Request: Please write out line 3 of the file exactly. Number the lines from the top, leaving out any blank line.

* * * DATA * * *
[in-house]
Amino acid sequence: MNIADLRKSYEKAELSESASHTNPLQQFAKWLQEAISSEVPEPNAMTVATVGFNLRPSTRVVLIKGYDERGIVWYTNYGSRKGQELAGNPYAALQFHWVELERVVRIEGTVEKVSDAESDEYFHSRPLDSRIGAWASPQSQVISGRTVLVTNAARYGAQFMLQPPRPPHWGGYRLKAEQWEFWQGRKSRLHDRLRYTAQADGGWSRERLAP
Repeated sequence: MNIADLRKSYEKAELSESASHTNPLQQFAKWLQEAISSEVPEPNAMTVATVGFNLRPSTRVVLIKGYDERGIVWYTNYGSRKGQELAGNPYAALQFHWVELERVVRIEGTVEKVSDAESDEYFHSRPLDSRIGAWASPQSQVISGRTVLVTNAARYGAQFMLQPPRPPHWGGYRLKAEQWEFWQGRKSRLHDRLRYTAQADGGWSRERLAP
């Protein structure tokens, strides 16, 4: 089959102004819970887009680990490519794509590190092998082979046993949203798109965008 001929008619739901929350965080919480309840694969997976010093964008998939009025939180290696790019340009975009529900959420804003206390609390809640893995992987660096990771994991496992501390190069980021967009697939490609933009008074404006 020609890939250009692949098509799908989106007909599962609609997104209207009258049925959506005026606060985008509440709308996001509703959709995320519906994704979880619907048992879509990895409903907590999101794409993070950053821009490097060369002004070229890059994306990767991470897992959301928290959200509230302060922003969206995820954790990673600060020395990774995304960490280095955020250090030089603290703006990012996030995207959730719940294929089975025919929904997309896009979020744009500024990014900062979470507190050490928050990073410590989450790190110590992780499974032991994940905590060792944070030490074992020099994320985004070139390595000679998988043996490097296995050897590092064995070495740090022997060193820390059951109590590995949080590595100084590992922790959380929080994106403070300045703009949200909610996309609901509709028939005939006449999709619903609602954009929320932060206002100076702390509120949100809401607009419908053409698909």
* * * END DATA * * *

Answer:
Repeated sequence: MNIADLRKSYEKAELSESASHTNPLQQFAKWLQEAISSEVPEPNAMTVATVGFNLRPSTRVVLIKGYDERGIVWYTNYGSRKGQELAGNPYAALQFHWVELERVVRIEGTVEKVSDAESDEYFHSRPLDSRIGAWASPQSQVISGRTVLVTNAARYGAQFMLQPPRPPHWGGYRLKAEQWEFWQGRKSRLHDRLRYTAQADGGWSRERLAP